Evolution of glomerular filtration rates and neutrophil ...

0 downloads 0 Views 447KB Size Report
Jan 7, 2018 - DCV, daclatasvir; SMV, simeprevir; PTV, paritaprevir; OVB, ombitasvir; r, ritonavir; DSB, dasabuvir; IFN, interferon; Gen. DAA, generation ...

pISSN 2287-2728 eISSN 2287-285X

Original Article

https://doi.org/10.3350/cmh.2017.0059 2018 Apr 24. [Epub ahead of print]

Evolution of glomerular filtration rates and neutrophil gelatinase-associated lipocalin during treatment with direct acting antivirals Alessio Strazzulla1, Giuseppe Coppolino2, Giorgio Settimo Barreca3, Innocenza Gentile4, Laura Rivoli5, Maria Concetta Postorino1, Maria Mazzitelli1, Giuseppe Greco1, Chiara Costa1, Vincenzo Pisani1, Nadia Marascio3, Mariadelina Simeoni5, Alfredo Focà3, Giorgio Fuiano5, Daniela Foti4, Elio Gulletta4 and Carlo Torti1 1

Division of Infectious Diseases, Department of Medical and Surgical Sciences, Magna Graecia University, Catanzaro; 2Division of Nephrology and Dialysis, Pugliese-Ciaccio Hospital, Catanzaro; 3Division of Microbiology, Department of Health Sciences, Magna Graecia University, Catanzaro; 4Division of Clinical Pathology, Department of Health Sciences, Magna Graecia University, Catanzaro; 5Division of Nephrology, Department of Medical and Surgical Sciences, Magna Graecia University, Catanzaro, Italy

Background/Aims: Correct renal function evaluation is based on estimated glomerular filtration rates (eGFR) and complementary renal damage biomarkers, such as neutrophil gelatinase associated lipocalin (NGAL). The aim of this study was to evaluate eGFR and NGAL modifications and renal impairment during treatment with a direct acting antiviral (DAA) for chronic hepatitis C virus (HCV) infection. Methods: A retrospective cohort study evaluated eGFR modification during treatment with DAA. Subgroup analysis on serum NGAL was conducted in those receiving sofosbuvir/ledipasvir, with complete follow-up until week 12 after the end of treatment (FU-12). Results: In the 102 enrolled patients, eGFR reduction was observed (from 86.22 mL/min at baseline to 84.43 mL/min at FU-12, P=0.049). Mean NGAL increased in 18 patients (from 121.89 ng/mL at baseline to 204.13 ng/mL at FU-12, P=0.014). At FU-12, 38.8% (7/18) of patients had a plasmatic NGAL value higher than the normal range (36-203 ng/mL) compared with 11.1% (2/18) at baseline (χ2=3,704; P=0.054). In contrast, eGFR did not change significantly over the follow-up in this subgroup. Conclusions: In conclusion, compared to a negligible eGFR decline observed in the entire cohort analyzed, a significant NGAL increase was observed after HCV treatment with DAA in a small subgroup. This could reflect tubular damage during DAA treatment rather than glomerular injury. Clin Mol Hepatol 2018 Apr 24. [Epub ahead of print] Keywords: Hepatitis C virus; Inflammation; Kidney; Hepatitis; Antivirals Study Highlights For the first time, this study investigated the potential role of NGAL as marker of kidney injury during HCV treatment with interferon-free regimens. DAAs administration was associated with a significant serum NGAL increase not accompanied by a noteworthy eGFR decline. Compared to conventional renal markers, an additional role of NGAL could be proposed in early detecting DAA-induced nephrotoxicity mainly characterized by a tubular involvement.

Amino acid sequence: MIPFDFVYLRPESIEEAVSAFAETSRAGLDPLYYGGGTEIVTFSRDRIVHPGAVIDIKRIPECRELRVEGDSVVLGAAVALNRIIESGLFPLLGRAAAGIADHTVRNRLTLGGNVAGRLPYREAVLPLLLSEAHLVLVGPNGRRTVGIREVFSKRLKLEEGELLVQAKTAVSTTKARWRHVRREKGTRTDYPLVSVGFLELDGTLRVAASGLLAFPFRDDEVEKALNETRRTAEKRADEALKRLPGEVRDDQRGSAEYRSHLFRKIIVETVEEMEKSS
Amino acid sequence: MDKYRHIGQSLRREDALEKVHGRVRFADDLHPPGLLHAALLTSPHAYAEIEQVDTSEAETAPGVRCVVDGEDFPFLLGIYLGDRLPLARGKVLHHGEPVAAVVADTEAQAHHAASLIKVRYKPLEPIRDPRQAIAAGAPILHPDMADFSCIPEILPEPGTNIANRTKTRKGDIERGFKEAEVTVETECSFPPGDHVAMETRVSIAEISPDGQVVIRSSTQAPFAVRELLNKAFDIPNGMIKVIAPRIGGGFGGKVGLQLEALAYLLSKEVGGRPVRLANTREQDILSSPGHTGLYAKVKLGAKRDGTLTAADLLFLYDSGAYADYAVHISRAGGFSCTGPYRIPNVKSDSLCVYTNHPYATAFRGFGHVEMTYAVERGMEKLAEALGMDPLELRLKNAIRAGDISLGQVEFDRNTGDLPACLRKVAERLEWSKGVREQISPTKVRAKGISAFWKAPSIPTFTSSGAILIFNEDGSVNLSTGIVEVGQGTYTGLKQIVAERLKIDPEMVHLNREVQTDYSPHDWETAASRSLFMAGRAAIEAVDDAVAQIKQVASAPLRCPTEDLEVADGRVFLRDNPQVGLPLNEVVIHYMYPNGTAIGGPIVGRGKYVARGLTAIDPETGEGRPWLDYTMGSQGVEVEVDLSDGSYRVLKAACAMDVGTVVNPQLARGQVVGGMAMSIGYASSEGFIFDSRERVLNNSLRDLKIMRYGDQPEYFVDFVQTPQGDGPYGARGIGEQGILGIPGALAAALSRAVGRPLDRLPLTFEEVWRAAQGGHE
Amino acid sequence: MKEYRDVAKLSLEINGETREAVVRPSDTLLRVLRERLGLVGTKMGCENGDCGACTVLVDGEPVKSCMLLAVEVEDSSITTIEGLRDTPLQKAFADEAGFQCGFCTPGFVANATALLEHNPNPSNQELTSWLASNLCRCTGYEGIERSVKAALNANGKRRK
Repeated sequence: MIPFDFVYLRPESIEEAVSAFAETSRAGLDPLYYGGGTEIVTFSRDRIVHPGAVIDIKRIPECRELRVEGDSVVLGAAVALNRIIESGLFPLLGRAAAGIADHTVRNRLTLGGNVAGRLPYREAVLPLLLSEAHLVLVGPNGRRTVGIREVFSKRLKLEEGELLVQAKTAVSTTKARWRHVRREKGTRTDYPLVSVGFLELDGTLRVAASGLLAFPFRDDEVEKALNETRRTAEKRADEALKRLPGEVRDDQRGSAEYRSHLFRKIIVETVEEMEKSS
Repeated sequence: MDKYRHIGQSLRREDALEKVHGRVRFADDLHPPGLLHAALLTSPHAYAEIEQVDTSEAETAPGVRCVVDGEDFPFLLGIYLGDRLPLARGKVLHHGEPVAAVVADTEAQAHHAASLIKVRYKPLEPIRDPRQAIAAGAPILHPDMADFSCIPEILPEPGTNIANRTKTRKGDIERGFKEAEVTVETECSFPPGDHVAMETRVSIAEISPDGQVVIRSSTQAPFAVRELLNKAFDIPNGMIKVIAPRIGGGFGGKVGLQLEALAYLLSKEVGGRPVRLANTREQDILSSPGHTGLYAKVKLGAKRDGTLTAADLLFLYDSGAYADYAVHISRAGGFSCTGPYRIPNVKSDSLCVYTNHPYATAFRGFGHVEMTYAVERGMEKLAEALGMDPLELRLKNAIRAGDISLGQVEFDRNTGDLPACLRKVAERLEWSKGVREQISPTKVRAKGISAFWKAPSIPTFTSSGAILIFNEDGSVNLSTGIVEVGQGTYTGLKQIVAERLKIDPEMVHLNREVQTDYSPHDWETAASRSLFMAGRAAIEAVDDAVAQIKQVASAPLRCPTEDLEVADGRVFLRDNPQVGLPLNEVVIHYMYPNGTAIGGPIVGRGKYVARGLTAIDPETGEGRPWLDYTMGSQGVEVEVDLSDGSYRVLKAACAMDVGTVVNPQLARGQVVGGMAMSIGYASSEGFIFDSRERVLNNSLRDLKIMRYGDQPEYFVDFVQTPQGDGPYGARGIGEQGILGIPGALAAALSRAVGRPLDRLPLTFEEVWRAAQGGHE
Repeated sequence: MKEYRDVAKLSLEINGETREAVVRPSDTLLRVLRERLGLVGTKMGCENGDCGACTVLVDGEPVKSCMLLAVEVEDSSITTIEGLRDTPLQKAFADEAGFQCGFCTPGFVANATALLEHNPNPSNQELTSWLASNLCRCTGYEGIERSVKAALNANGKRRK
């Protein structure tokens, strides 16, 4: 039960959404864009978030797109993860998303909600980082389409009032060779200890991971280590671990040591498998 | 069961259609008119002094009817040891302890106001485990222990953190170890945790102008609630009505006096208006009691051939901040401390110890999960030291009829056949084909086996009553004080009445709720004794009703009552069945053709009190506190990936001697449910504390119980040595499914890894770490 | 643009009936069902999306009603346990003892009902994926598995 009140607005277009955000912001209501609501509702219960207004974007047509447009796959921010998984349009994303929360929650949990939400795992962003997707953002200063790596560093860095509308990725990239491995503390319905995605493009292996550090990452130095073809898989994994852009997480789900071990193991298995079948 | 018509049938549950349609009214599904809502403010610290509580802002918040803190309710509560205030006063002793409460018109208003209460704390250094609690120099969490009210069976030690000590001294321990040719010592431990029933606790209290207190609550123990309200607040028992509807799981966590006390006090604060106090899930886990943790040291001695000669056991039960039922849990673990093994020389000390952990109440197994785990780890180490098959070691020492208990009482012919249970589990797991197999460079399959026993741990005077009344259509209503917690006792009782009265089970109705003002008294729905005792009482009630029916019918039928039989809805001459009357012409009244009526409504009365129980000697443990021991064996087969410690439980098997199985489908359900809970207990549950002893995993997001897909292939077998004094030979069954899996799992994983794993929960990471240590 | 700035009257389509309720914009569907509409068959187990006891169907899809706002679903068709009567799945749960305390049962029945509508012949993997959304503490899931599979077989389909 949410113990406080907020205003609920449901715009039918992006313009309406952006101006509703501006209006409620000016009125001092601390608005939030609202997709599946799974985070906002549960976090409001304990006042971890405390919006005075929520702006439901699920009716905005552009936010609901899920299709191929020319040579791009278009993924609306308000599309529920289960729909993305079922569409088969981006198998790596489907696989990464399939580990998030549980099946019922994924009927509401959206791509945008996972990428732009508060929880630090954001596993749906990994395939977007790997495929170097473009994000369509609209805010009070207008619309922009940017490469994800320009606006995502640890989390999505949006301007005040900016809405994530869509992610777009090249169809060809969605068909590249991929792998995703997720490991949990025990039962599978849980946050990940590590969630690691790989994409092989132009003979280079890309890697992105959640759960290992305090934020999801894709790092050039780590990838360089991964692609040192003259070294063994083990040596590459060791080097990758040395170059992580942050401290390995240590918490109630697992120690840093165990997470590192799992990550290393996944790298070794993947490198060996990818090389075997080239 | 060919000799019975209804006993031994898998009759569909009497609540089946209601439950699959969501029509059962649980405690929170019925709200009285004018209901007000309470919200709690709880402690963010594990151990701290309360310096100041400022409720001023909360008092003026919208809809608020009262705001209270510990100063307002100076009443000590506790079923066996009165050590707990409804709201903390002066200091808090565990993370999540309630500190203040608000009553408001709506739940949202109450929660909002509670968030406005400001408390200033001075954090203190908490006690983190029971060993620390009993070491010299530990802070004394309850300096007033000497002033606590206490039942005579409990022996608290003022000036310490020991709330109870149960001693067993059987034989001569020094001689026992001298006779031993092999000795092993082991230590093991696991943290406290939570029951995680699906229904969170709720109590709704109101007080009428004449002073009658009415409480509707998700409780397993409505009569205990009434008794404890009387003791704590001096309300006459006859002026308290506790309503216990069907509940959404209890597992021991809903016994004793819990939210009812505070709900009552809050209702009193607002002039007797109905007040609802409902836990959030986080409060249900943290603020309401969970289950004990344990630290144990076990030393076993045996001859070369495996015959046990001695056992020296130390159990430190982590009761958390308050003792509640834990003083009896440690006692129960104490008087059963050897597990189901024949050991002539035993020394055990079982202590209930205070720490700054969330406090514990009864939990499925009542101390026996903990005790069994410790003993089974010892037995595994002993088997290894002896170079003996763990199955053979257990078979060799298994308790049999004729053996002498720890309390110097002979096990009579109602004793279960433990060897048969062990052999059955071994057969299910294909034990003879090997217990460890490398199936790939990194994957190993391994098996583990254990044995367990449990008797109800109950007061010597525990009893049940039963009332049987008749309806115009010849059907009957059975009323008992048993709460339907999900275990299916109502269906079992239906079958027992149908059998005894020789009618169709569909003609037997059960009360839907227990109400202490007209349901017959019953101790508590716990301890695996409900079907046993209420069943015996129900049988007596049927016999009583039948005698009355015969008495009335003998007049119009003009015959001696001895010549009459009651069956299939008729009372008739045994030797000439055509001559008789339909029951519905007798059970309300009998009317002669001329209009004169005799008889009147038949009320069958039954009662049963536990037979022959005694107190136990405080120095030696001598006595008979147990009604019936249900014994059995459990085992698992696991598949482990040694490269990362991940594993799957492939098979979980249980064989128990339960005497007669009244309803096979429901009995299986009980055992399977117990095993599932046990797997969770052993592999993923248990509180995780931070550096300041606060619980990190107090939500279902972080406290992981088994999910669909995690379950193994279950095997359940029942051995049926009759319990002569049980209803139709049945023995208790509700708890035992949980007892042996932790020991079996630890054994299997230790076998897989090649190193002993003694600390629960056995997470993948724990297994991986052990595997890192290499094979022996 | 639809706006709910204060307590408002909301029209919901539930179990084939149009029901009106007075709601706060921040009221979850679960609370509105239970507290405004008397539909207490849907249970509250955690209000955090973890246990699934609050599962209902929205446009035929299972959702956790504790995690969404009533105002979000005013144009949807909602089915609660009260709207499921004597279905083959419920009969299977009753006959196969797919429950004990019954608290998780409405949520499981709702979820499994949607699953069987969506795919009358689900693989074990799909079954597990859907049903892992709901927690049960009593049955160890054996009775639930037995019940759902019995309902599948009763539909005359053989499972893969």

Corresponding author : Alessio Strazzulla

ALT, alanine transaminase; APRI, aspartate transaminase to platelet ratio index; AST, aspartate transaminase; BMI, body mass index; CKD, chronic kidney disease; DAA, directly acting antiviral; eGFR, estimated glomerular filtration rate; ELISA, enzyme-linked immunosorbent assay; FIB-4, fibrosis-4; HCV, hepatitis C virus; HIV, human immunedeficiency virus; HRP, horseradish peroxidase; IFN, interferon; IRB, institutional review board; KDIGO, kidney disease improving global outcome; LDV, ledipasvir; NGAL, neutrophil gelatinase associated lipocalin; PI, prothease inhibitor; RBV, ribavirin; SOF, sofosbuvir; SVR, sustained virological response